My wife taught me about lifestyle choices. I thought I knew what it meant, but I didn’t. A couple of years ago she lost nearly 20 pounds in less than a year. It wasn’t unusual for old friends and acquaintances who hadn’t seen her for a while to ask her if she was okay. She was. She wasn’t obese initially, and she wasn’t obsessed with losing weight. She wanted to live a healthier lifestyle.

Lifestyle Choices

Competition or Lifestyle?

I was the opposite. I joined a weight loss competition and weighed myself daily, sometimes more than once. I starved myself before weigh-ins, didn’t drink water or coffee before I stood on the scales, and took my shoes off. For me, it was more about the competition than an improved lifestyle.

My wife asked me what my weight loss intentions were, and I explained that I wanted to lose weight weekly during the contest. Then she asked, “What about after that?” Good question. I hadn’t thought that far ahead. I wanted to keep the weight off, but the truth is I’d participated in this group weight loss effort previously, lost weight, but eventually put it all back on.

A Lifestyle Choice 

My wife looked at me and said, “If you want to live healthier, you won’t accomplish it through an eight-week contest. You’ll have to change your lifestyle.” She was right. I’m still working on lifestyle changes. I’ve cut out several foods that trigger compulsive eating, such as potato chips and cookies. I’ve reduced late-night snacks, and I’m working on eliminating them.

I’m walking, hiking, gardening, and exercising more, and I’ve reduced my intake of carbohydrates by at least 75%. These changes aren’t only for the Thursday before the Friday morning weigh-in. They are lifestyle choices that are becoming lifestyle changes.

Healthy Lifestyle Choices

Replace Trigger Foods 

For me, it was chips and cookies. I‘ve replaced them with seaweed snacks; my favorite is Wasabi-flavored. I also snack on edamame, almonds, and carrots. Another key for me is avoiding temptation; for example, I no longer walk down the cookie or chip aisles in the grocery store. When I worked in an office I avoided the Friday morning box of donuts. I knew I couldn’t just eat one.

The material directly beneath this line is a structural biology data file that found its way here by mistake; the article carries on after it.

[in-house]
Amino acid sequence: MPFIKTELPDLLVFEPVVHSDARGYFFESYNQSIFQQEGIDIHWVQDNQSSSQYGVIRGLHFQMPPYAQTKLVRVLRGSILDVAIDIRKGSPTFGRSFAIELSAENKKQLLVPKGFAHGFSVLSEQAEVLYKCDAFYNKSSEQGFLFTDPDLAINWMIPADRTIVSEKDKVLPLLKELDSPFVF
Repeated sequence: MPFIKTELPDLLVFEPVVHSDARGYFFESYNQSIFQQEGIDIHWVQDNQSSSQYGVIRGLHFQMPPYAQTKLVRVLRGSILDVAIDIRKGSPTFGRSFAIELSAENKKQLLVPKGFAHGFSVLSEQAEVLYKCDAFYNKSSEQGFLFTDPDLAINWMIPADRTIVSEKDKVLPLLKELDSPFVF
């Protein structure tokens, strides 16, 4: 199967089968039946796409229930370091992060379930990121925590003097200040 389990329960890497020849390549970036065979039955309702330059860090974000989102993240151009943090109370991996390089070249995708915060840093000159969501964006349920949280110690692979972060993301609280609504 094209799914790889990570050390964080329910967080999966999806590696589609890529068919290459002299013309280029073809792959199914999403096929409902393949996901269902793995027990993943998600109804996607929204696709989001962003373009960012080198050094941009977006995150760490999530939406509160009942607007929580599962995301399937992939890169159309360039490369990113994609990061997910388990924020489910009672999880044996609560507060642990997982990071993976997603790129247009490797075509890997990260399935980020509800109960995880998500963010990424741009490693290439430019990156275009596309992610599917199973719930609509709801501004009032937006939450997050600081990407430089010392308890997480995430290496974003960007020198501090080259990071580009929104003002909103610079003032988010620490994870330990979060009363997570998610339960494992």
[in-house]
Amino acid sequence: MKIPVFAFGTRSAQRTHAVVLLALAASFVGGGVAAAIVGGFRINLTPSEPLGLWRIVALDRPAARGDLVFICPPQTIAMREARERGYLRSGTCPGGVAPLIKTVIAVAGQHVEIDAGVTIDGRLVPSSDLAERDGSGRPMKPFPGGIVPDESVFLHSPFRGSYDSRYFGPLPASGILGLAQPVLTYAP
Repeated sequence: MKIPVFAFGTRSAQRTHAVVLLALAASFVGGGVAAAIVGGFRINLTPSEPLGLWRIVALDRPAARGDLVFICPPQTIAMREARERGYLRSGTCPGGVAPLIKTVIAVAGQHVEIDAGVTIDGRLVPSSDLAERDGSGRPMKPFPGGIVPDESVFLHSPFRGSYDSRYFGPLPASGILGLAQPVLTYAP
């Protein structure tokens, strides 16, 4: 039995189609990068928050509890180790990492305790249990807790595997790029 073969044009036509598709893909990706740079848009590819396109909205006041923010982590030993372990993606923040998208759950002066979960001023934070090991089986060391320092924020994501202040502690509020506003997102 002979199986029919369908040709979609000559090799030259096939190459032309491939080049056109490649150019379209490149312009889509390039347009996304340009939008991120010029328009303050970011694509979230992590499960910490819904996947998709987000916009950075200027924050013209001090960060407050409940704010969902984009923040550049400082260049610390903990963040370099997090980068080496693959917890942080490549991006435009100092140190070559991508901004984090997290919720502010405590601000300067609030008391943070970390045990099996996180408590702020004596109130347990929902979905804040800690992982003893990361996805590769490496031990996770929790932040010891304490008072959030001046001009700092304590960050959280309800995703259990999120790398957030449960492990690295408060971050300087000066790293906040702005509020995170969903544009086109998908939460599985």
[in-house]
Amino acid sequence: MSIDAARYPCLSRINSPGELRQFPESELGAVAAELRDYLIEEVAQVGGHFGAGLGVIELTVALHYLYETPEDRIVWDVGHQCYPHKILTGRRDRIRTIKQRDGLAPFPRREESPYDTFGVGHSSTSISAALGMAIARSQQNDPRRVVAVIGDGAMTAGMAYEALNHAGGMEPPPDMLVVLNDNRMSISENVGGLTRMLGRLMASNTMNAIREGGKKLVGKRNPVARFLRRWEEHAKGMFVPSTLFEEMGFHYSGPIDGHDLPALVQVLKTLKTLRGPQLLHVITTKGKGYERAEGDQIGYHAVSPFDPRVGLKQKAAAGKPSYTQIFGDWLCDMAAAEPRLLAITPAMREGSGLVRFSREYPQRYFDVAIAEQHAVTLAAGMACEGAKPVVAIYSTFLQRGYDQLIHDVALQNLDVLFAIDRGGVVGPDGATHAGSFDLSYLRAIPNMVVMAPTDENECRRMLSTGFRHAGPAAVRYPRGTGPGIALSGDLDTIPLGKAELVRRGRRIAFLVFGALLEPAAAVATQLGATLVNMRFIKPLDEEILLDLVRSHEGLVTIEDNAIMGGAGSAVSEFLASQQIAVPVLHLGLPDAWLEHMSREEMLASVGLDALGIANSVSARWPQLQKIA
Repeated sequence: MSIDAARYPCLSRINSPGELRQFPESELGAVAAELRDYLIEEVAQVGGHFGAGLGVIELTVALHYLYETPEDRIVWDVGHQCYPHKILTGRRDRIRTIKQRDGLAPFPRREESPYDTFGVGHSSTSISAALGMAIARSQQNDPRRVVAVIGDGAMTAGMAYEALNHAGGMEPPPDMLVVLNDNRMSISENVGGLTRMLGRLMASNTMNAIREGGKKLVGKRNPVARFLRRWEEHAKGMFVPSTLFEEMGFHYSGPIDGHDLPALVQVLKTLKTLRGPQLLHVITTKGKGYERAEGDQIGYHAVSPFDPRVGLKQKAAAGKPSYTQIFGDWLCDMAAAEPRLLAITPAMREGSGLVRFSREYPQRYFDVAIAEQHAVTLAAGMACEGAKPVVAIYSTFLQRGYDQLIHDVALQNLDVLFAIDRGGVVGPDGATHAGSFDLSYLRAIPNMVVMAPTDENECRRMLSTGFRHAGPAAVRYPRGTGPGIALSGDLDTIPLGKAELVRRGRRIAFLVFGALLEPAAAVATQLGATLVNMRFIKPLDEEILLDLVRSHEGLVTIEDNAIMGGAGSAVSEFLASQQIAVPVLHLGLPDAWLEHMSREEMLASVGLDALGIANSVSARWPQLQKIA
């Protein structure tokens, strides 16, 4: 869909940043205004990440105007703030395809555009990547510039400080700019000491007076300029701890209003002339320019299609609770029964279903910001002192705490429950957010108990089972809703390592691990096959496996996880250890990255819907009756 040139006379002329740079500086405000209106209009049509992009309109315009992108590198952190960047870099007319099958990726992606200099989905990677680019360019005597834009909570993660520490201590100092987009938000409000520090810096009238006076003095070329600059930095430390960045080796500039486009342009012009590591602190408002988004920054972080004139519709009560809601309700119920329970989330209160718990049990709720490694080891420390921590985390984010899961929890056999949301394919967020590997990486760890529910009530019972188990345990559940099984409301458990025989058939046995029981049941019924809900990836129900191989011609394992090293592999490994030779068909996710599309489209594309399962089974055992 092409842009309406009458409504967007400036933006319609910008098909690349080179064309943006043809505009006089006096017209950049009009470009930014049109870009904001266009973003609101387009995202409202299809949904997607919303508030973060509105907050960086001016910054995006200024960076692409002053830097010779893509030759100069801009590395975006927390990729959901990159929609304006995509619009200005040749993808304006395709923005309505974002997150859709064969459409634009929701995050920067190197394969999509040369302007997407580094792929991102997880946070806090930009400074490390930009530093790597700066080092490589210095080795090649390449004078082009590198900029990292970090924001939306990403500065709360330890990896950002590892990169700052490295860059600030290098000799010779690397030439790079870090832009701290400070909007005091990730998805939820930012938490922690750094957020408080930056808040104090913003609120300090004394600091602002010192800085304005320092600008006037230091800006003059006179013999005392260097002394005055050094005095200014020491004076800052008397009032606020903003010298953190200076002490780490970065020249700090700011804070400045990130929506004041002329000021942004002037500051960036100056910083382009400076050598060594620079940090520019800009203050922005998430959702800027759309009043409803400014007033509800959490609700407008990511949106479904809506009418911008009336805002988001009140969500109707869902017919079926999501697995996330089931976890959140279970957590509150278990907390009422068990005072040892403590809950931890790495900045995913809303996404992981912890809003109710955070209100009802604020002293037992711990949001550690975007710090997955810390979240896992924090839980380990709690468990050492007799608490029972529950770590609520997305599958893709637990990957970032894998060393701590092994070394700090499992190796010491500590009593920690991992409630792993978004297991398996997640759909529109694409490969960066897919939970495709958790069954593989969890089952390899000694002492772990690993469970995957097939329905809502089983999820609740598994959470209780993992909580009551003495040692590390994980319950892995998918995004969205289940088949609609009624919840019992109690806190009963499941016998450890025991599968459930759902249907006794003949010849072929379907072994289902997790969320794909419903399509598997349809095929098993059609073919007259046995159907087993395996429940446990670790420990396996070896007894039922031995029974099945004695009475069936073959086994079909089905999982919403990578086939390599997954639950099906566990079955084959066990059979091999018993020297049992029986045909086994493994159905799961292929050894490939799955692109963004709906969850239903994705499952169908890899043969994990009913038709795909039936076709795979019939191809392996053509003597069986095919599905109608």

Sleep 8 Hours

Sleep at least eight hours a night. I’ve always believed I was a night owl and didn’t need as much sleep as others. The truth is I could function on less sleep but wasn’t at my optimum. It wasn’t a healthy lifestyle choice. For me, the key to eight hours of sleep is turning off my TV at night and not falling asleep with it on.

Smile and Cry 

Be happy. Be a glass-half-full person, and you’ll live a longer, healthier, and happier life, but at the same time, don’t hold it in when you need to let it. A good cry is a healthy lifestyle choice; it gives relief and removes toxins. Psychology Today — The health benefits of tears. 

Stop Stressing 

Stress is a killer, mentally and physically. More and more research shows us that stress can lead to chronic illness, shortened lifespans, and mental duress. Stop Stressing Out Now!

Exercise 

You don’t have to run a marathon, bench 300 pounds, or do CrossFit seven days a week. You do need to get off the couch and exercise. My preferred activity is hiking because it accomplishes two things: exercise and time outdoors.

Lifestyle Change is a Choice 

Your plan for improved health and wellness won’t look like mine. Our needs, as well as our triggers and bad habits, aren’t the same. However, like me, If you want to change your life, you’ll have to change your choices.

How Can I Help You?

I like to help people and organizations, but I have three criteria I consider before taking an assignment – I believe in what the organization stands for, I know I can help, and it looks like fun. If you have any questions, Contact Me. 

Does your business have a management training plan? Many organizations, large and small, use my book, The New Manager’s Workbook, a crash course in effective management, as the basis for their leadership development program. I’m also available to conduct training.

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